Animals can help you feel better and offer comfort, but can they also help you heal? From a cat’s purr to a dog’s slobbery lick, to a bees pollen our animals can help heal in ways scientists are just now figuring out2.

A study found that those who had suffered a heart attack and owned a pet lived longer than those who did not1. We’ve always heard the phrase of animal companion and it’s easy to smile when your cat purrs or your dog wags his tail, but there is more to those furry four legged companions.

Cat’s have amazing abilities to help aid healing. One such ability is the purr. When a cat purrs it is at sound frequencies of 20 to 140 Hertz2,3. The Hertz frequencies of 20-50 help heal bone injuries such as fractures2. Higher frequencies at around 100 Hertz can also help heal soft tissue injuries to ligaments, tendons and muscles2,3.

Dogs’ saliva has been found to help heal wounds and the saliva even loosens debris on the surface of a cut2. How does this work exactly? Research was done and a protein called Nerve Growth Factor (NGF) was found in dog’s saliva and the important thing about this is that wounds treated with NGF healed twice as fast as untreated wounds2.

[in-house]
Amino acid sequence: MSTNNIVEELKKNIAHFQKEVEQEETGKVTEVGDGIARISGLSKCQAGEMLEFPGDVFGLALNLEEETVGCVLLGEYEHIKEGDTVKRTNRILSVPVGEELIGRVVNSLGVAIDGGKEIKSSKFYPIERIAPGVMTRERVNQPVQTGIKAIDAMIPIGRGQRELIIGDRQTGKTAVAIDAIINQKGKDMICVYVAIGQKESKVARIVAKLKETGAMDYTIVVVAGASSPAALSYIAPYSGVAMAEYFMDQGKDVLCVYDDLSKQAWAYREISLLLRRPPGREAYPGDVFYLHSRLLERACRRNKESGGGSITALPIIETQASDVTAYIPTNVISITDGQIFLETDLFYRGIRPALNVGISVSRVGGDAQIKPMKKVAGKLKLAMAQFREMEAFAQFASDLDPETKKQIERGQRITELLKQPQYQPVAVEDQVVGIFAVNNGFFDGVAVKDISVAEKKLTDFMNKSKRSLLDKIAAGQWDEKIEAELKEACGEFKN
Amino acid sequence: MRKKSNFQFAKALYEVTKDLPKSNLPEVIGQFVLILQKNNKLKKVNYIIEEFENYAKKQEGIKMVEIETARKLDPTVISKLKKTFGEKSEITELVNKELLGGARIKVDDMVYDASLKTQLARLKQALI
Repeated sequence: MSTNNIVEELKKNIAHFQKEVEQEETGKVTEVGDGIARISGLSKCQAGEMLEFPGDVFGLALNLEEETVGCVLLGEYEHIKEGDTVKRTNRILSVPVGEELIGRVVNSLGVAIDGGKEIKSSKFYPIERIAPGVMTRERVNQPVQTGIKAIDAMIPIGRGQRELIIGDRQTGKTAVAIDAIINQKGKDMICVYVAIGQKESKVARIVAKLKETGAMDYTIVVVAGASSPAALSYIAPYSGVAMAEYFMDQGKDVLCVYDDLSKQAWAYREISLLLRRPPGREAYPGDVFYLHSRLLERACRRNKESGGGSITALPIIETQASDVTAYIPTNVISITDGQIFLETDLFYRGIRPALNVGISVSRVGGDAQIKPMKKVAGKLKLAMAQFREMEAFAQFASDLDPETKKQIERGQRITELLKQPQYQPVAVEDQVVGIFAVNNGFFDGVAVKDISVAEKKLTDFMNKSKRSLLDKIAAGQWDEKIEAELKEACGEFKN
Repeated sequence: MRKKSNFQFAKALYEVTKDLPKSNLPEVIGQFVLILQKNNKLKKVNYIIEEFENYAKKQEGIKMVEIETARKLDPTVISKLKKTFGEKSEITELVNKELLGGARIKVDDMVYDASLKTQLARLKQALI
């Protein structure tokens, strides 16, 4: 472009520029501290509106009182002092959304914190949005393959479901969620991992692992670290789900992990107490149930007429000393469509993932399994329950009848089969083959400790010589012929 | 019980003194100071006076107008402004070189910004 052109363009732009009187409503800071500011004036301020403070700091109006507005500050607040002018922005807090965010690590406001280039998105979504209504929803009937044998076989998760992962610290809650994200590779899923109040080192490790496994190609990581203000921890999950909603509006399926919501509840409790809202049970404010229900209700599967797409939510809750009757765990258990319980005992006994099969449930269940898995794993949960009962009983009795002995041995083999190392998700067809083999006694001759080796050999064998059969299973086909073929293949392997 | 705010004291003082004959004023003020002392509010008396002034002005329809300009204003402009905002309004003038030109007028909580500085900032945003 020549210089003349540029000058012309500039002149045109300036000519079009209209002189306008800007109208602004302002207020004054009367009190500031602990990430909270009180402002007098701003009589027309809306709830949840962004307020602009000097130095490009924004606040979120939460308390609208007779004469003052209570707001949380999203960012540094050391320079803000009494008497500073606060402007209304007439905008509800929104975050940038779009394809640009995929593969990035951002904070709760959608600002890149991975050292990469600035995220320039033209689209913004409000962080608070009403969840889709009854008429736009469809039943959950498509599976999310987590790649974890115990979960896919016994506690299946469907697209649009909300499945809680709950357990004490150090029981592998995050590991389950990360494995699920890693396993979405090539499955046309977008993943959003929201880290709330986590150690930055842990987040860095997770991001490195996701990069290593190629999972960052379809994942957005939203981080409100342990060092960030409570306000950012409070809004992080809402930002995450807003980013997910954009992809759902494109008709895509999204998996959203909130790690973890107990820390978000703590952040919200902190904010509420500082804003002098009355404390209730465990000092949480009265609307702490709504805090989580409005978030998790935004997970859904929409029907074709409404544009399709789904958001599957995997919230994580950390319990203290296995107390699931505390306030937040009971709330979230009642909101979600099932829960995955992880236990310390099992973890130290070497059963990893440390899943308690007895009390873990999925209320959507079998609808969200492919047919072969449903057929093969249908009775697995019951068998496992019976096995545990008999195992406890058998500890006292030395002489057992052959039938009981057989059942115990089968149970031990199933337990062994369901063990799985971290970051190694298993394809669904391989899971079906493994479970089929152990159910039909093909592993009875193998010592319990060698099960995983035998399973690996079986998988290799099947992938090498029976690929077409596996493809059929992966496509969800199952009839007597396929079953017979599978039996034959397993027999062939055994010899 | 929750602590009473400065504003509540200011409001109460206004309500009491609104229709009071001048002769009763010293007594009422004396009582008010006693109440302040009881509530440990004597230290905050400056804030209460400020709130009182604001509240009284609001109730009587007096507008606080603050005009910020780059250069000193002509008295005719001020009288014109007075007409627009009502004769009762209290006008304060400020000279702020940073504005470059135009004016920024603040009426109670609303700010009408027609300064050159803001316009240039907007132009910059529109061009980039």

Bees are not often thought of as pets until one decides to try their hand at beekeeping and then you feel responsible for thousands of little insect lives. Bees are quite unique and incredible. Through pollination they provide humans and animals with multiple food sources2. Their pollen is also a perfect food, containing all of the nutrients required by the human body as it contains proteins, vitamins, minerals, fatty acids and bioflavonoids which are anti-viral, anti-bacterial and help in lowering cholesterol2. Fresh pollen also contains at least 20 amino acids that build healthy cells2.

These three animals show how helpful to humans they are and that they continue to offer us amazing healing.


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